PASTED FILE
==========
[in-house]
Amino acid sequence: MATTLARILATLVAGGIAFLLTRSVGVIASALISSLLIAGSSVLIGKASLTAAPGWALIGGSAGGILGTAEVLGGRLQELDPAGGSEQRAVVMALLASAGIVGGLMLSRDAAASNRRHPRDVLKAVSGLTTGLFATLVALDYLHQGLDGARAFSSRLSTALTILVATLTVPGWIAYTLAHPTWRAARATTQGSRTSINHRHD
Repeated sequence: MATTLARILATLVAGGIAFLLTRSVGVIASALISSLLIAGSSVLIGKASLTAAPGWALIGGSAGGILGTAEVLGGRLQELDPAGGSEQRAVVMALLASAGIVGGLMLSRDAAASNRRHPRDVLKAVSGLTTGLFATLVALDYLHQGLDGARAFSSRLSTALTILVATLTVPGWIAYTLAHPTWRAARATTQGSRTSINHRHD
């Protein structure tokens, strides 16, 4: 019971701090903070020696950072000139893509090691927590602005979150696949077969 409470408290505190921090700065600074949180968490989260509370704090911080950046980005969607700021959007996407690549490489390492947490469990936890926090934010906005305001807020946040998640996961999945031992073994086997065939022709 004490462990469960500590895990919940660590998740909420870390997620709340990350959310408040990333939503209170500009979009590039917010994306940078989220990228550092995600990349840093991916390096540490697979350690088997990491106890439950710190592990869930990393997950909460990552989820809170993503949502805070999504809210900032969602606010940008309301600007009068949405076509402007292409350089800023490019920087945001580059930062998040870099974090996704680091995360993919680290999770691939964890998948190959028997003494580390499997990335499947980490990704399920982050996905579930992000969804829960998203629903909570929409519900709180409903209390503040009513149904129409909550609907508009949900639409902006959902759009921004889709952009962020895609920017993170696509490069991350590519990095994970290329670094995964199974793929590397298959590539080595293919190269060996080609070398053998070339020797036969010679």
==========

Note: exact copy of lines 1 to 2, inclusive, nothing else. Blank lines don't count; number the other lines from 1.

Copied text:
[in-house]
Amino acid sequence: MATTLARILATLVAGGIAFLLTRSVGVIASALISSLLIAGSSVLIGKASLTAAPGWALIGGSAGGILGTAEVLGGRLQELDPAGGSEQRAVVMALLASAGIVGGLMLSRDAAASNRRHPRDVLKAVSGLTTGLFATLVALDYLHQGLDGARAFSSRLSTALTILVATLTVPGWIAYTLAHPTWRAARATTQGSRTSINHRHD